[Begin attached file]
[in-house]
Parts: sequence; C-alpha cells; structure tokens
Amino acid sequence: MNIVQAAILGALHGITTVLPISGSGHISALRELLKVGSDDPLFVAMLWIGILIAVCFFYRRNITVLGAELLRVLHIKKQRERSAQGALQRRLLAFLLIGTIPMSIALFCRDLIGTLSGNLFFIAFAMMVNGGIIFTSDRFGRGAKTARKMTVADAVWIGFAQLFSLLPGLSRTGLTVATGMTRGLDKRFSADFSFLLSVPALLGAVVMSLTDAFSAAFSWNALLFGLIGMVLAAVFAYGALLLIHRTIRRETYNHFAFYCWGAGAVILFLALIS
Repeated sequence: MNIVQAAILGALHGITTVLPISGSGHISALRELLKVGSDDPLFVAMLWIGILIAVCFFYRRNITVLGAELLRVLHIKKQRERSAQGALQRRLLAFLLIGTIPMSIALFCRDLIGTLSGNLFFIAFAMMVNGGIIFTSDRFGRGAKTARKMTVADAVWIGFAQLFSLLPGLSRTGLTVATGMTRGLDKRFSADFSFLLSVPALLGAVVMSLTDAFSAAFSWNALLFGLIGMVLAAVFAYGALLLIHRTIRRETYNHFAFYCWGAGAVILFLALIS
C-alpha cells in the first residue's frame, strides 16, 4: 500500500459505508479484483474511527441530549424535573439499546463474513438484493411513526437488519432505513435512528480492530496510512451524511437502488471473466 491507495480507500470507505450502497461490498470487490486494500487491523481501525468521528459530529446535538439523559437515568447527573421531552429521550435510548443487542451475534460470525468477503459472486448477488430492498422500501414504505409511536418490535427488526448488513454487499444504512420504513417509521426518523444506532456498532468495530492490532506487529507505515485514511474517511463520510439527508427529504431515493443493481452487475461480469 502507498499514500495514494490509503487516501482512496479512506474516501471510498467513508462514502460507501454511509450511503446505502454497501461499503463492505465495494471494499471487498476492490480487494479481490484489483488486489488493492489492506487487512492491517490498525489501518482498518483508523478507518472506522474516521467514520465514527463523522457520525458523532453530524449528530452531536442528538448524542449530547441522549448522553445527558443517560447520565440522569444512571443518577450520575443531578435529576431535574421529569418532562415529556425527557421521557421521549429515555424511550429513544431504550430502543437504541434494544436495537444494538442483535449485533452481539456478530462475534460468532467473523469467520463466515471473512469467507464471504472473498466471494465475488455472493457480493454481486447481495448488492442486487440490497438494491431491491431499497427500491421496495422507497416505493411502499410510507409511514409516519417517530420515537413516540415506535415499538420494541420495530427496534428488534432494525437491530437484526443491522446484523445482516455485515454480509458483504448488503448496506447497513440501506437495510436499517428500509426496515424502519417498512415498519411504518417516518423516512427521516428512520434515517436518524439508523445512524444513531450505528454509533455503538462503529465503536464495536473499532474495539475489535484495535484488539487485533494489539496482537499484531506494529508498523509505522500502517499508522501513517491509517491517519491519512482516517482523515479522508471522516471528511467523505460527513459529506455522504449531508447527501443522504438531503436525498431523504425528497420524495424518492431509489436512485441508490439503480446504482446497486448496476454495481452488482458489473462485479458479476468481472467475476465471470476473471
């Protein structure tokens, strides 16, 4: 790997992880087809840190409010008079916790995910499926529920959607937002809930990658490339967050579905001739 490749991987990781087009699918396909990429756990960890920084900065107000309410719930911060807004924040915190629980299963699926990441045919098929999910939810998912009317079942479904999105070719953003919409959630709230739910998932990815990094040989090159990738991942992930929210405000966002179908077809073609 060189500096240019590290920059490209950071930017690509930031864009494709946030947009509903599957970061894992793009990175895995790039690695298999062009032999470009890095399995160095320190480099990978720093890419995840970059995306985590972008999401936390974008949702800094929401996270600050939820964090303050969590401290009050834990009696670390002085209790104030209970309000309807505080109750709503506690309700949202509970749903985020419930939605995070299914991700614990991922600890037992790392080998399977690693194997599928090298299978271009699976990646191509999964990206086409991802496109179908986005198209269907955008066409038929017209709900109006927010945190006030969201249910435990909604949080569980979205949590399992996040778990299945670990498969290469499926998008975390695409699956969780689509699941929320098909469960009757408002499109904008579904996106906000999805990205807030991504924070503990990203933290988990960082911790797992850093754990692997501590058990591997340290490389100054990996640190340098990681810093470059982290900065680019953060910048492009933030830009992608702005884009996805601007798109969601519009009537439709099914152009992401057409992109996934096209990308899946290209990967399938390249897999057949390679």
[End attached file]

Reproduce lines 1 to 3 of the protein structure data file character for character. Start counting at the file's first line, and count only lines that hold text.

[in-house]
Parts: sequence; C-alpha cells; structure tokens
Amino acid sequence: MNIVQAAILGALHGITTVLPISGSGHISALRELLKVGSDDPLFVAMLWIGILIAVCFFYRRNITVLGAELLRVLHIKKQRERSAQGALQRRLLAFLLIGTIPMSIALFCRDLIGTLSGNLFFIAFAMMVNGGIIFTSDRFGRGAKTARKMTVADAVWIGFAQLFSLLPGLSRTGLTVATGMTRGLDKRFSADFSFLLSVPALLGAVVMSLTDAFSAAFSWNALLFGLIGMVLAAVFAYGALLLIHRTIRRETYNHFAFYCWGAGAVILFLALIS